Nia O’Malley took the reins of her family farm, spanning 60 hectares in the Slieve Aughty Mountains, Co Galway, eleven years ago.
Since then, she has worked to rebuild and regenerate the enterprise with respect for the natural landscape and wildlife.
The hill farmer manages a small herd of Belted Galloway cattle along with some ponies and donkeys across 38 hectares.
Her grandfather purchased the farm in the 1970s as part of his “retirement plan” before Nia’s mother began farming with him, where she remained for twenty-five years.
Nia explained: “The farm was idle for about ten years, and then I moved in. I have been restoring it to what it was for the past ten years.”
“It has been a slow process. It has been incredible and mind-blowing to see how quickly it had gone back to wild and scrub in those ten years.”
“Donkeys have played a huge role in that, being light on the ground and eating everything – scrub and rushes – before them. The last couple of years, I have taken on a few cows and am growing the herd by adding a few more each year.”
Hen Harrier programme
Farming in a hen harrier Special Protected Area, Nia joined the Hen Harrier programme in 2018, where she was involved in a mountain grazing project.
The trial focused on increasing cattle grazing on areas of bog/heath that are dominated by Molinia grasses and pose serious fire risks.
She worked closely with agriculture specialist, Eoin McCarthy, and purchased cull cows for the trial.
“We are trying to encourage farmers to mountain graze so that the Molinia grass can be grazed off. It gives a better opportunity for the heather to be more established and, in turn, creates a nice habitat.”
“The Molinia grasses present a major fire risk. When the grass dies down in the winter, it starts to become very yellow and straw-like.”
The amount of Molinia in the trial area was reduced greatly, and cows were in “great condition”.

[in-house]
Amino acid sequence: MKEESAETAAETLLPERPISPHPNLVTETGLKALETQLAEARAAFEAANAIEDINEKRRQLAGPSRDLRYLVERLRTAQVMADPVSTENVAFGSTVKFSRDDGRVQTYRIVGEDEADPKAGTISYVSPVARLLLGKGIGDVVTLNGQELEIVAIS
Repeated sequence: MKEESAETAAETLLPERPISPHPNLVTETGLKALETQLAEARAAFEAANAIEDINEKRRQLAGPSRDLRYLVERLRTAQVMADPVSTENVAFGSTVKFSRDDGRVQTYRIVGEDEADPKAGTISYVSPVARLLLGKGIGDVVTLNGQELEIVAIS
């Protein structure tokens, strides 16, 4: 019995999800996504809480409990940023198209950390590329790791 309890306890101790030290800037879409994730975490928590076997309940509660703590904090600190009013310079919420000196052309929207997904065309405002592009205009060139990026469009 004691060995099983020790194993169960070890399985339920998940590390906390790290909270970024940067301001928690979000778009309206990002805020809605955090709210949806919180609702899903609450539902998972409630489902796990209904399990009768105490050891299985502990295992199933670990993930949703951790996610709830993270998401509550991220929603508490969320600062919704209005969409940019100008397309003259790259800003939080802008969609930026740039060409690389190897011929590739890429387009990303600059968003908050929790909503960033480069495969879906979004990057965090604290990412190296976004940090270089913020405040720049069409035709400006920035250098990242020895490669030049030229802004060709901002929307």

‘The farm is working with you’
As part of her efforts to regenerate the soil, the suckler-beef farmer has planted hedgerows and areas of native woodland.
“You are working with the farm; the farm is working with you, but you are not trying to change the farm into something it is not. It is never going to be an intensive farm.”
“Once you step back from that thinking and appreciate it for what it is, that is the bigger picture.”
“Something you learn as a hill farmer is you have to adapt to the area. You cannot just come in and change things as you wish.”
“You have to adapt to the land and work with the land, rather than forcing the land to adapt to your farming practices,” the Slieve Aughty Mountains farmer added.
Farming for Nature
Now in its fourth year, FFN aims to “source, share and celebrate the stories of farmers across Ireland who manage their land in a way that sustains nature while providing a livelihood for their families”.
The seven ambassadors will feature at the annual Burren Winterage Weekend in October. Organisers will announce the winner of the public vote at this event.
Watch a video of this Slieve Aughty Mountains farmer:
To share your story, email – firstname.lastname@example.org